If I had to sum up in one word the name of the miracle that people everywhere are experiencing because they’re applying the 12 Steps to their lives, the word would be “grace.” It is the fundamental doctrine that underlies the entire process of recovery. Grace is the enabling power available to all of us because of the Atonement of Jesus Christ. As we come unto Christ we are able, through His grace, to maintain a good work we would not be able to maintain on our own (See Bible Dictionary). One day in the middle of my home school years and soon after starting to apply the 12 Steps to my own life I was wondering why as parents and leaders, we sometimes fail to teach our children the concept of “grace.”
This scenario came to my mind. The parents of a fifteen your old son give him the assignment to weed the entire farm or else! They know the assignment is impossible, and plan to go out after lunch with all the hired labor and spend the rest of the day helping to complete the job. Purposely, they keep their plan to help secret from their son. Suspicious and afraid that if he knows, he’ll take advantage of them and lazily do less that his best work, while waiting for them to show up and help, they keep their plan to themselves. They decide to tell him about their willingness to help later, after they’re sure that he has worked up to capacity, and after he’s done all that he can do. The important objective is that they get the most out of him. No one is going to pull the wool over their eyes. They choose to encourage good works through stressing fear and duty rather than inspiring the assigned child with hope of completing the work because of the love of generous understanding parents.
The message of the story was, “Nannette, sometimes parents and leaders fail to teach or emphasize grace because they think they need to manipulate the diligence of kids. They are anywhere on a scale of suspicious to terrified that if they teach children and youth about the loving willingness of the Lord to help, the these young Saints will not obey the scriptural mandate to do all he or she can do.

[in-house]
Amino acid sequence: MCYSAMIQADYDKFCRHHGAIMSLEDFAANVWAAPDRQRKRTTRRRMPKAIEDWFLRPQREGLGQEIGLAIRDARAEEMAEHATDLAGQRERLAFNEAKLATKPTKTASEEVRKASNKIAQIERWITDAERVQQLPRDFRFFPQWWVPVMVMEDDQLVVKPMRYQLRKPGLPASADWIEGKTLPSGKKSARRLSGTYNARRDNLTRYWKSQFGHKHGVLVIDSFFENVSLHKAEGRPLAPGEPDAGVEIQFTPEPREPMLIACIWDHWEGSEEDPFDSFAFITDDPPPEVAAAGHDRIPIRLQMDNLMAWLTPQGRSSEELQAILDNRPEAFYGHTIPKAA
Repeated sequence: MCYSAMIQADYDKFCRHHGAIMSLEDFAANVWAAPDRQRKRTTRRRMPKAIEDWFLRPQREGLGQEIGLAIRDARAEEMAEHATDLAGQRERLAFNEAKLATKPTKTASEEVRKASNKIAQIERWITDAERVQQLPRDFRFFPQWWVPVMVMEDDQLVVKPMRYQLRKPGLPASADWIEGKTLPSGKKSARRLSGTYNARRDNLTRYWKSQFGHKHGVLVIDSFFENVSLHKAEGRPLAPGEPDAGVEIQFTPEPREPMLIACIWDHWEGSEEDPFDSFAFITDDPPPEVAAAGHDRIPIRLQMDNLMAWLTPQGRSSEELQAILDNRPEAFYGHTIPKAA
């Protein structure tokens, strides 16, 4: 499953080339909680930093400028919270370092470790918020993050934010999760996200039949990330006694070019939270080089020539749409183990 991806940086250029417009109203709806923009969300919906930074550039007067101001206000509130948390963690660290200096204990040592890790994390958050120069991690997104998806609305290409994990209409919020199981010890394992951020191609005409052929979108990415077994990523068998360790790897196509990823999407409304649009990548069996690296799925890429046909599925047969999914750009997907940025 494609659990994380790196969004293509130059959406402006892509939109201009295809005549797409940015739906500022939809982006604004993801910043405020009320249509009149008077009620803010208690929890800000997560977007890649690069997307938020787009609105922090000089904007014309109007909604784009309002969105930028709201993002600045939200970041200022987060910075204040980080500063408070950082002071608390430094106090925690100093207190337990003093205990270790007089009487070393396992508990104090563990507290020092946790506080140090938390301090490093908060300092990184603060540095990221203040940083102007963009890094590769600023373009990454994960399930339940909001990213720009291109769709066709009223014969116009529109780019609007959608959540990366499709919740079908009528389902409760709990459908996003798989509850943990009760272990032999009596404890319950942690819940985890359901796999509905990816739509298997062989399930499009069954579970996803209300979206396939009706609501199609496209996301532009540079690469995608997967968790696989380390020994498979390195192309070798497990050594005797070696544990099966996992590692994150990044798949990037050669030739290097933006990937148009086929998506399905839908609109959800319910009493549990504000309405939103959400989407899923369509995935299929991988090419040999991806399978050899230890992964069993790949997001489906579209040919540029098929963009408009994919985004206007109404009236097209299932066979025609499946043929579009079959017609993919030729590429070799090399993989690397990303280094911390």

I don’t want to admit it, but I can relate to this situation. As a mother of five and having home schooled for over two decades I have given plenty of assignments to children. Brush your teeth, pull your weeds, practice the piano, work on your merit badges, vacuum, do your math, English, creative writing, science, penmanship, history, reading, spelling, say your prayers, clean the bird cage, clean the bathroom, write in your journal, fold the laundry, and you name it, I’ve assigned it.
Many of the assignments I made were too difficult for the children to do well without help from me. In our family school the rule was, “Go try! See what you can do on your own. Read the instructions. Do the best you can and then come to me and I’ll help you where you need assistance. When you’re finished with an assignment we’ll check your work and you can fix the things you missed.” The kids knew that I was willing to help anyone who was willing and teachable. It was a generally a pretty grace filled atmosphere.
I have to admit that sometimes a child would take advantage of my willingness to help. He or she would lazily hang around, get distracted by every little thing going on in the house and wait for me to pitch in and do their work myself. Another tactic was to whine, complain, and sometimes cry without even approaching a task, hoping that in frustration I might allow them to just give up on the assigned work all together. These were times when I wished I’d kept my willingness to help a big secret.
But the truth is that today’s children need to understand the role of the Savior in their every day lives and in connection to their every day problems. This great need completely outweighs any risk producing children who might take advantage of the Lord. I’m not sure it’s even possible! Heavenly Father’s children need to know about the divine help available to them. We cannot wait until they have turned to every counterfeit solution to problems the world has to offer. Many of these short-lived solutions become habits, compulsions and addictions. They may be a temporary “coping mechanism,” but they are spiritually damning and physically dangerous. Such addictions as drugs, alcohol, overeating, bulimia, anorexia, debt, sexual perversion or acting out hold those desperate for help in bondage and negatively affect generations of God’s children.
I don’t ever want to be afraid to tell others about God’s grace for fear that they will not do their part. When we understand the doctrine of grace, His enabling power, the blessing that His atonement can be to us at all times, in all things and in all places; we start to feel the hope and the courage necessary to get our feet wet, to make a start, to attempt, to begin something we think the Lord wants us to do. I want to teach my brothers and sisters to ask for, to live for, and to act upon the immediate direction, goodness, and power of God to provide the help they so desperately need. Understanding the concept of grace is highly motivating!
In 1 Corinthians 15:10 the Apostle Paul personally acknowledges that the blessing of grace in his life has only proved to spur him on to greater works. He says, “But by the grace of God I am what I am: and His grace which was bestowed upon me was not in vain; but I labored more abundantly than they all, yet not I but the grace of God which was in me.”
By Nannette W.
Posted Tuesday, October 21, 2008
Copyright 2008 by Nannette W. All right reserved.
Making or sending copies is permitted if the page is not changed in any way and the material is not used for profit. This notice must be included on each copy made or sent.